By Ackroyd, Margolis, Rosenhead and Shallice,
Pelican Books 1977

Reviewed by Bob Thomson

In response to potential wide-spread unrest in the English-speaking Caribbean, the doctrine of national security is being proclaimed frequently these days by national elites which see their privileged positions threatened by both growing labour militancy and the penetration of their economic preserves by transnational corporations. The appearance of this book based on the British experience in policing Northern Ireland is timely, in that many techniques used in that conflict might be usefully transferred to Britain's former Caribbean colonies to bolster the positions of national elites so crucial to the present structure of neo-colonial relationships.

The Northern Ireland experience may be more useful than the American experience in Latin America or South-East Asia as it takes place within a liberal parliamentary democracy, where the maintenance of unequal power relationships beyond the sphere of parliamentary influence is facilitated by the appearance of political openings for dissent, openings which have been snuffed out to a large extent in Latin America by overt repression. The value of parliamentary democracy for the maintenance of an unjust distribution of power and wealth cannot be underestimated in this age of clamouring for Human Rights and the complex network of subtle control outlined in this book bears witness to the finesse available to politicians today for the maintenance of the status quo.

The British Development Division (BDD) based in Barbados has a Police Advisor responsible for police training and equipment programmes in the Eastern Caribbean. It is said that the Police Advisor, Mr. Murdock McKenzie, has experience in Viet Nam, as well as Great Britain. This programme has funded a wide range of activities, among them: the construction of new police stations in Antigua, St. Vincent and Dominica; core support for the regional police training Centre at Seawell in Barbados; training in riot control; purchase of police dogs in Dominica; and probably many others which are almost impossible to trace due to BDD's secretiveness about the use of British tax monies in this particular area.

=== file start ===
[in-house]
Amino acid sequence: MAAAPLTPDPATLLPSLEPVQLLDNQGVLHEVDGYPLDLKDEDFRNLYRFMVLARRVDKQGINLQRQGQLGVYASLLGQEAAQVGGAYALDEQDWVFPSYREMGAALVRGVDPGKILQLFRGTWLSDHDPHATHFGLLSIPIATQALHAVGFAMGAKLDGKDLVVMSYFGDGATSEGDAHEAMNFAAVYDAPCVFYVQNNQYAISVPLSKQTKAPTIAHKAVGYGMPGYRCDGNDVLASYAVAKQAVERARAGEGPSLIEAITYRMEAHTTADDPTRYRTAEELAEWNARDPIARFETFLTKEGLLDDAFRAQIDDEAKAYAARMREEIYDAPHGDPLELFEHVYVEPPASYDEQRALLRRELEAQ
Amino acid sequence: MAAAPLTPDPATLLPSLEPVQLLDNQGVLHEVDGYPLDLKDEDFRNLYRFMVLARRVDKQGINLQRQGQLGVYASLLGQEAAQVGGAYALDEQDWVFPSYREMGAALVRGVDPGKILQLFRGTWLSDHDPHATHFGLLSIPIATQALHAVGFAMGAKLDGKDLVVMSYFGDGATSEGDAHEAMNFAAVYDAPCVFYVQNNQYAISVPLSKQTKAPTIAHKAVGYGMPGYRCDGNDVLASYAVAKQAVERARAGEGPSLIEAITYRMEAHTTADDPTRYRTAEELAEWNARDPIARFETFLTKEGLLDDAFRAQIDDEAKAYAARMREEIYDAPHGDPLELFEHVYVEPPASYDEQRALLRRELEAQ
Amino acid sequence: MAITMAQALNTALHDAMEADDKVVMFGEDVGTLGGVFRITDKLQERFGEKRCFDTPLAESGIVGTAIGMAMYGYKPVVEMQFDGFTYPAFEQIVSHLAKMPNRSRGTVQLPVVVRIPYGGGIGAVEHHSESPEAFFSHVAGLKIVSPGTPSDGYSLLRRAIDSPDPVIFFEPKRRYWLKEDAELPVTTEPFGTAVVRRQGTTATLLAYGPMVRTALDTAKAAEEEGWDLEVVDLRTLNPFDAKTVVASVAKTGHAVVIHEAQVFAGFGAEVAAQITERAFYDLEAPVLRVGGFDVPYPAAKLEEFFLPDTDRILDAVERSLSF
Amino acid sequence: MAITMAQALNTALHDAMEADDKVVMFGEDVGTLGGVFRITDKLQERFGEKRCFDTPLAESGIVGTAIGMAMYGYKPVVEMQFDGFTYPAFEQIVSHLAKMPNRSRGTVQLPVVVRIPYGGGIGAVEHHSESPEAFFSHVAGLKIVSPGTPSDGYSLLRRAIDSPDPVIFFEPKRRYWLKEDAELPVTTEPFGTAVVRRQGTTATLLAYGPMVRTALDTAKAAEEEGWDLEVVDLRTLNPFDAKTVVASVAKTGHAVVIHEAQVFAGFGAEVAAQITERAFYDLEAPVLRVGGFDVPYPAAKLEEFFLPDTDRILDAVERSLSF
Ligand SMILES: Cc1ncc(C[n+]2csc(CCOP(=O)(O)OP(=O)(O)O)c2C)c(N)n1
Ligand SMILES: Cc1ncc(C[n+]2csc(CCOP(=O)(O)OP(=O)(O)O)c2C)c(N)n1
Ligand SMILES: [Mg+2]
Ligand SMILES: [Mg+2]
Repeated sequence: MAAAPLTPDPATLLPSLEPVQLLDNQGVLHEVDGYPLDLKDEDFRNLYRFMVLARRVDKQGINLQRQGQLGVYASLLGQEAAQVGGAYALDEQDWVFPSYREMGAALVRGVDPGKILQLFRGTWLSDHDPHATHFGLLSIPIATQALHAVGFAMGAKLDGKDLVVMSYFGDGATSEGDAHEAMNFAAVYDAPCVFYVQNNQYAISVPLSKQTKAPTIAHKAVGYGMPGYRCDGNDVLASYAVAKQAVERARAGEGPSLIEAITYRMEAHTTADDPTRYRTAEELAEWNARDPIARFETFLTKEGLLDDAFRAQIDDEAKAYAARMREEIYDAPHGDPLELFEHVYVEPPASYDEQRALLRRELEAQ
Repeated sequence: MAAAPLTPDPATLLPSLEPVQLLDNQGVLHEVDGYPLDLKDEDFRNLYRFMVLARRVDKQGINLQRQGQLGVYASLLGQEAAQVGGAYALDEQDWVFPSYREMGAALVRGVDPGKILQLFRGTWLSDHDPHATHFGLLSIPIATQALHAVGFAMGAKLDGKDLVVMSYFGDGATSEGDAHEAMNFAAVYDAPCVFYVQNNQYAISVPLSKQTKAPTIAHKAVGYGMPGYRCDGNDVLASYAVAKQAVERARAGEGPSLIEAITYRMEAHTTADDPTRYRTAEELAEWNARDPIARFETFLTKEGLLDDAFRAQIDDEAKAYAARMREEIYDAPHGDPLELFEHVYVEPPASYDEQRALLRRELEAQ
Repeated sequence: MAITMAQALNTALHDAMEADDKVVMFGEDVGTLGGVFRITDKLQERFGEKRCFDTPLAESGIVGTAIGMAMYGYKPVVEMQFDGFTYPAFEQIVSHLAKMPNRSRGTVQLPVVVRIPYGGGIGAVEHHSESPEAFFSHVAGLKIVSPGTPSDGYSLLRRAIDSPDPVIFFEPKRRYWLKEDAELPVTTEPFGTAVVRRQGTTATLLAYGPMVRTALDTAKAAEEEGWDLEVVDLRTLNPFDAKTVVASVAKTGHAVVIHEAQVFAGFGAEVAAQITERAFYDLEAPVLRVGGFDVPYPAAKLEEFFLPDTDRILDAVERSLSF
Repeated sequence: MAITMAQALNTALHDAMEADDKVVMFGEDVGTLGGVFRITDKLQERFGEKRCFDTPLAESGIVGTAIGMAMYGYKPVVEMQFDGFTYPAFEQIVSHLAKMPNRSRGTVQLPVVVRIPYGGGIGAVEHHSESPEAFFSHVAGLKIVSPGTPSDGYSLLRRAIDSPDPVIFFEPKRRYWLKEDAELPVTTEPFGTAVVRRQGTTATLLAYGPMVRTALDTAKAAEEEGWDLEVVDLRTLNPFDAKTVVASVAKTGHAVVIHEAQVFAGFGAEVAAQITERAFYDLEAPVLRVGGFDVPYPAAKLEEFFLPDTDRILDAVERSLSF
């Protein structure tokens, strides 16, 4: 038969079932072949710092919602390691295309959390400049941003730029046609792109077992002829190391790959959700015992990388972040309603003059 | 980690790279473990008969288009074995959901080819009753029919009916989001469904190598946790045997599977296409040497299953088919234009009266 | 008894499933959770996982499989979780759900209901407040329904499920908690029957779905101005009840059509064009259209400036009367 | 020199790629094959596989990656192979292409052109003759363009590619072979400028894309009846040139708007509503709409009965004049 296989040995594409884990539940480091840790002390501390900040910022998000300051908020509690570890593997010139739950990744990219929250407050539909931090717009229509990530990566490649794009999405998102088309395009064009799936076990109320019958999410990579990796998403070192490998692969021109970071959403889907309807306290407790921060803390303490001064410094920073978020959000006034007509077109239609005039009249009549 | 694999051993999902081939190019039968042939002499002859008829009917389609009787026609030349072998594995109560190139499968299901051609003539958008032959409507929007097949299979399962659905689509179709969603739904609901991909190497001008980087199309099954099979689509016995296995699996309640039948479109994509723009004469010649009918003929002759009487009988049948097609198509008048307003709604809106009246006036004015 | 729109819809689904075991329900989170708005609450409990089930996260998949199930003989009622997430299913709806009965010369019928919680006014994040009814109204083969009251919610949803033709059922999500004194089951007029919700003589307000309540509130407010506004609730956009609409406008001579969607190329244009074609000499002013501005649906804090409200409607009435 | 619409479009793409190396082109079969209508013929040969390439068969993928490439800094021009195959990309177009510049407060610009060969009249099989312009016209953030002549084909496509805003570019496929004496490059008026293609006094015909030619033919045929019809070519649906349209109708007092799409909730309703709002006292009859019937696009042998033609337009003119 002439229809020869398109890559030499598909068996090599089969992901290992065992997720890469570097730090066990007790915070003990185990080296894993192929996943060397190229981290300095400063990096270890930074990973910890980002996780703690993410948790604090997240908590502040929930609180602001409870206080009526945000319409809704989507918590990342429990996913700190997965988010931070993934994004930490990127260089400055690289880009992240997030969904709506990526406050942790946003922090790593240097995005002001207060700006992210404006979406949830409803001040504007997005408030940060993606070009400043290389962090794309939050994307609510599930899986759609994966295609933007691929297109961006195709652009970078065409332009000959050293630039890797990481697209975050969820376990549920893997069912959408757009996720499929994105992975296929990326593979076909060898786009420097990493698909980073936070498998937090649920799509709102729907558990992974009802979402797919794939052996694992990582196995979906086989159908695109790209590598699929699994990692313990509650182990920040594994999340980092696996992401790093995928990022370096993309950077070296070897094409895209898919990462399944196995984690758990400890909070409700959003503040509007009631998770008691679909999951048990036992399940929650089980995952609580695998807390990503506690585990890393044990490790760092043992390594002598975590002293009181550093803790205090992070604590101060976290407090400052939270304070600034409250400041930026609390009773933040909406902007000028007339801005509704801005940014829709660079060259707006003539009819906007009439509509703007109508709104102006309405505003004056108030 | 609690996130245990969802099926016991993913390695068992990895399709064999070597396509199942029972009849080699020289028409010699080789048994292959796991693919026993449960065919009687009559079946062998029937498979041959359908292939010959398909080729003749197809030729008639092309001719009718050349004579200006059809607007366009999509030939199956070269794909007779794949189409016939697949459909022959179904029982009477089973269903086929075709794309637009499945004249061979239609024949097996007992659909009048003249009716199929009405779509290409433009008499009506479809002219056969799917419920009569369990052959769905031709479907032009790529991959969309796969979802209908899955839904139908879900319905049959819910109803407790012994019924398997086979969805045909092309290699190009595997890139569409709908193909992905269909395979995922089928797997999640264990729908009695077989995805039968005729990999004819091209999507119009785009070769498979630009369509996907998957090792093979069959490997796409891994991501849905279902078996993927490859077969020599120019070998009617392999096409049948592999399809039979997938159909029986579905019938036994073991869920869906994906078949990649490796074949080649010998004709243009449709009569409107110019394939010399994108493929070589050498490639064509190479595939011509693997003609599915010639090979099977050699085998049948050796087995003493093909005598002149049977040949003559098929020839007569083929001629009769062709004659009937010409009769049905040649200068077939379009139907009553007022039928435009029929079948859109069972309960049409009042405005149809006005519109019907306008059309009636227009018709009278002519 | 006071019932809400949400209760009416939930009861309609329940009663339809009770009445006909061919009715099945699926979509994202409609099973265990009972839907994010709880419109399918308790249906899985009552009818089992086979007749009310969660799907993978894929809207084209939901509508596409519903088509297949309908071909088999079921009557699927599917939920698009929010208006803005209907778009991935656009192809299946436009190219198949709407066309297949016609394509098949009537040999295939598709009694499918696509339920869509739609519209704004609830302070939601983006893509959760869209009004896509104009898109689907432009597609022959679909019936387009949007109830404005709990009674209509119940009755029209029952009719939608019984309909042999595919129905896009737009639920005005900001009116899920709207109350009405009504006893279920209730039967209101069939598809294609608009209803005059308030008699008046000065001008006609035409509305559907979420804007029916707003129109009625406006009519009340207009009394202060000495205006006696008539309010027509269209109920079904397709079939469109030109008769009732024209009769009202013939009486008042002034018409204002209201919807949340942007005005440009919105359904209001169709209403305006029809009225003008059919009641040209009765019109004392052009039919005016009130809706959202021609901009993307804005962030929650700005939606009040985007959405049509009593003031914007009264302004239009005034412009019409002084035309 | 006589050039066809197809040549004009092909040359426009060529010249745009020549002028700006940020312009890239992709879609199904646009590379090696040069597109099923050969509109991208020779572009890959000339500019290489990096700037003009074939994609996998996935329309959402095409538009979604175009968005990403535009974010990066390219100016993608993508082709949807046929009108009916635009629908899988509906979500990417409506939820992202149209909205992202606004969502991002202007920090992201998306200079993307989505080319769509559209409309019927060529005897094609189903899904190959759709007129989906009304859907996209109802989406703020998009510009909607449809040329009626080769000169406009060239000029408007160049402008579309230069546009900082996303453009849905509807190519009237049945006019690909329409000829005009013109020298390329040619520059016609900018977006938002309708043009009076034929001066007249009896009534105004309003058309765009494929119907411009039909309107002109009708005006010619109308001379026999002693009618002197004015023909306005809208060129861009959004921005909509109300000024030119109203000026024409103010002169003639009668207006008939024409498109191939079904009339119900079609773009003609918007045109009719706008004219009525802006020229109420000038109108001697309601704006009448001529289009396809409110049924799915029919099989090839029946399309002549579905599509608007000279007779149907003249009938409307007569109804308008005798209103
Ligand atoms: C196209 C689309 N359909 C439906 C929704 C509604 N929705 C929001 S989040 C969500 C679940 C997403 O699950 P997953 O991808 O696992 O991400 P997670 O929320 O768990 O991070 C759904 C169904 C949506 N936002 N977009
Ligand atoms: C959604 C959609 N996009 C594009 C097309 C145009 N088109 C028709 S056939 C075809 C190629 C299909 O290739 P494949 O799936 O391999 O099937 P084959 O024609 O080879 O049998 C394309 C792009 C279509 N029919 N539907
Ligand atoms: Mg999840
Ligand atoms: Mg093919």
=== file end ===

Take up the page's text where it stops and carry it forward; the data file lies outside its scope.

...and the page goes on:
A partial list of control mechanisms outlined in this book is: development of non- lethal weapons (eg. tear gas, rubber bullets); collection of low level information and collation of it by computer; use of laws designed to handle special circumstances (eg. terrorism and Public Order Acts); electronic and optical surveillance; "scientific" management leading to dehumanization of planning; sensory deprivation torture and interrogation which leaves psychological rather than physical scars and therefore appears less brutal; preparation for widespread preventive detention of potential "troublemakers" (eg. Quebec 1970, Chile 1973); special communications systems for deployment of forces of law and order (command and control); community police programmes to give a human face to military force; and many more.

Many such steps appear innocuous by themselves. Indeed few would argue that there is no need for the policing of anti-social behaviour. When taken as a whole however, they can lead to the gradual development of a system of control which is not resisted until it is too late. This was the experience of Latin America in the 1960's. Several examples serve to demonstrate that this may now be occurring in the English- speaking Caribbean.

Police and Defence forces have historically emphasised merit for promotion in the Commonwealth Caribbean, with the result that many members of police forces have working class backgrounds. This, combined with the close contacts of small island societies, makes it difficult to ask a police force to take open military action against the general population in the event of widespread civil unrest. St. Lucia has recently changed the basis for promotion from strictly merit to the use of academic excellence, which in the long run will ensure preference for middle-class recruits who are in a better position to take advantage to the formal education system, and who of course are more likely to defend the interests of the local elites.

A sophisticated "Walkie-Talkie" was recently seen carried by police in St.. Vincent and advertised in the Barbados Advocate-News which transmits a coded signal receivable only by similarly equipped personnel, thus permitting security of police communications. The existence of such equipment presumes the possibility of widespread and well-organized dissent and the need to control it, rather than the conditions which spawn it. On the day that the new police station was opened in St. Vincent, the major high school on the island could not be opened, as there were only 400 desks for 800 students. Perhaps this is indicative of the relative priorities of the government between police and educational services.